Researchers discover the ancestor of long-necked herbivorous sauropod dinosaur

The ancestor of the long-necked herbivorous sauropod dinosaur discovered

The remains, which were attributed to a Plateosaurus more than 60 years ago, appear to belong to a whole new species.

The long-haired, planet-eating sauropod dinosaurs are known to anyone who has seen the movies, Jurassic Park. Over time, the huge dinosaurs developed longer and longer necks to reach higher plant layers. Although the T.rex often gains popularity, the Sauropoda dinos were the real greats of the earth. Researchers are now coming up with a special discovery. Because they have encountered a new ancestor of this long-necked dino.

The discovery – described in the journal Swiss Journal of Geosciences – came as a big surprise. The researchers studied the incomplete remains of a plateosaurus, which they thought was found in Switzerland in 1954. But after a thorough analysis, it turns out that the fossil remains are not from a Plateosaurus at all. On the other hand, they represent a previously unknown species of sauropodomorphs.

The new species appears to be an ancestor of the well-known Sauropoda dinosaur and roamed the Earth some 225 million years ago. The researchers gave the animal the name Schleitheimia schutzi, referring to the small Swiss village of Schleitheim where the remains were found more than half a century ago and the name of the finder: Emil Schutz.

Analyses show that Schleitheimia schutzi is the closest relative of the real sauropods. And that’s interesting. It indicates that this group must also have its origin in the Upper Triassic (a period in the geological timescale from about 237 to 201.3 million years ago). It was thought that the ‘real’ sauropods originated about 190 million years ago. But the discovery of Schleitheimia schutzi pushes the possible lineage back much earlier on the timeline.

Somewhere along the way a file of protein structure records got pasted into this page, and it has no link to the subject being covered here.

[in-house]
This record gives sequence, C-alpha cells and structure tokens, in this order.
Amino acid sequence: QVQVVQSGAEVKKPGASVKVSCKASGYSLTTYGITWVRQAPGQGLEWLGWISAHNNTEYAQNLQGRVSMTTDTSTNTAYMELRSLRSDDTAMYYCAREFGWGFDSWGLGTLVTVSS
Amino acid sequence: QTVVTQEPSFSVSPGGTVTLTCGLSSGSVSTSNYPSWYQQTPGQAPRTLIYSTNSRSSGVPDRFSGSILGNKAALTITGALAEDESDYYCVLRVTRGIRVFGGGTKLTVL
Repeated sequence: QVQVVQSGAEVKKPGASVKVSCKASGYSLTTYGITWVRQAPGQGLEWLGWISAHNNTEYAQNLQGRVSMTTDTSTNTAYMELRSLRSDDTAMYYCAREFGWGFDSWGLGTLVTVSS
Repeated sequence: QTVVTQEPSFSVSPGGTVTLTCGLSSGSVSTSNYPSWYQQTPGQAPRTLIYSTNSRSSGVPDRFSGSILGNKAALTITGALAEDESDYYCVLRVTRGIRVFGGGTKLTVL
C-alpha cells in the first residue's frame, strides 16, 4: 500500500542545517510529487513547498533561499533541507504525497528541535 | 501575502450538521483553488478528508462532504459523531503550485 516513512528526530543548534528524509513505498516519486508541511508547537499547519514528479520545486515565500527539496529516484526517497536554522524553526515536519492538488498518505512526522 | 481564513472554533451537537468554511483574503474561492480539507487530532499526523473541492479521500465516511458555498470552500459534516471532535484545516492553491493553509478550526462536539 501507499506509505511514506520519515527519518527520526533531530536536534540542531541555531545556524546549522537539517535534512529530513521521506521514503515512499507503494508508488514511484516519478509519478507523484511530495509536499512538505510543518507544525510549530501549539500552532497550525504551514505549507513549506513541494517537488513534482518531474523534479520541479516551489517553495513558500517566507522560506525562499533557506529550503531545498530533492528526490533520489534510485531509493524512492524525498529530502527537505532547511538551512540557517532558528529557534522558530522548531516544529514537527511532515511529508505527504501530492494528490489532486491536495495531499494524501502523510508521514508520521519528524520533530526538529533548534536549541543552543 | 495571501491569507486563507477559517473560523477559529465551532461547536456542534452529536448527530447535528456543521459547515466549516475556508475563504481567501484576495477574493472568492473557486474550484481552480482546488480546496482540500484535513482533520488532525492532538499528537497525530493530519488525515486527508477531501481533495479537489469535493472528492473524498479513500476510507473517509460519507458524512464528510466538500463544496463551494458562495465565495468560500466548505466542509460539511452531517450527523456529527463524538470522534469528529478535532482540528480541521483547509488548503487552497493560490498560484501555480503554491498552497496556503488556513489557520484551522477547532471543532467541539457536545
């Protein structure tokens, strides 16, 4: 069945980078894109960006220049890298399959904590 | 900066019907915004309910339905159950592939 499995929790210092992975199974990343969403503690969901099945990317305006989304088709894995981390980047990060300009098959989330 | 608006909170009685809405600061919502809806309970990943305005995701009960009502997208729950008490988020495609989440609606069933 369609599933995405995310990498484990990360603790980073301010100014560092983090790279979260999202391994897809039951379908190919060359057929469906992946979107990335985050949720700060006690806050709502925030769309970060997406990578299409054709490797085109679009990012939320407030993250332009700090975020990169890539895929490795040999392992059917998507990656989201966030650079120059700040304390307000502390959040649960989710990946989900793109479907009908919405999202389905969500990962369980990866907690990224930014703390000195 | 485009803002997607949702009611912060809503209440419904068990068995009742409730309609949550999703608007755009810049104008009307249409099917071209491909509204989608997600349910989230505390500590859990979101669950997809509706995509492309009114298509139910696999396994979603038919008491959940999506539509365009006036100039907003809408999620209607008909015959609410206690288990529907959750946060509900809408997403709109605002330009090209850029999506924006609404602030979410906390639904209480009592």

That scientists have confused Schleitheimia schutzi with the famous Plateosaurus is not in itself very surprising. The two must have looked quite similar. Moreover, subsequent excavations at the original site of the fossil remain in 2016 show that the Plateosaurus lived in the same area. Schleitheimia was, however, considerably larger with an estimated body length of 9 to 10 meters. However, he could not measure himself with some later relatives, who towered far above this dino. Schleitheimia schutzi was very robustly built and, like its giant descendants, probably moved on four legs. Plateosaurus, however, moved mainly on its hind legs.

Based on the fossil bones, the relationships of the new species and the fossil record of the hitherto known sauropodomorphs, the research team concludes that the early sauropods lived alongside their more primitive relatives for more than 20 million years. It was only after the extinction of the more primitive species towards the end of the Early Jurassic that the success story of the sauropods began. This success story would make them the largest and, in many ecosystems, the most important herbivores of the Mesozoic.

Thanks to the find, we now get a better picture of the lineage of the long-haired, herbivorous dinosaurs. And that’s very interesting. “So you see it again, you don’t always have to travel to exotic countries to discover new dinosaurs and get new insights into their evolution,” says paleontologist Oliver Rauhut. “Sometimes a visit to the local museum or a dig on your doorstep is enough.”


Reference and citations: https://link.springer.com/article/10.1186/s00015-020-00360-8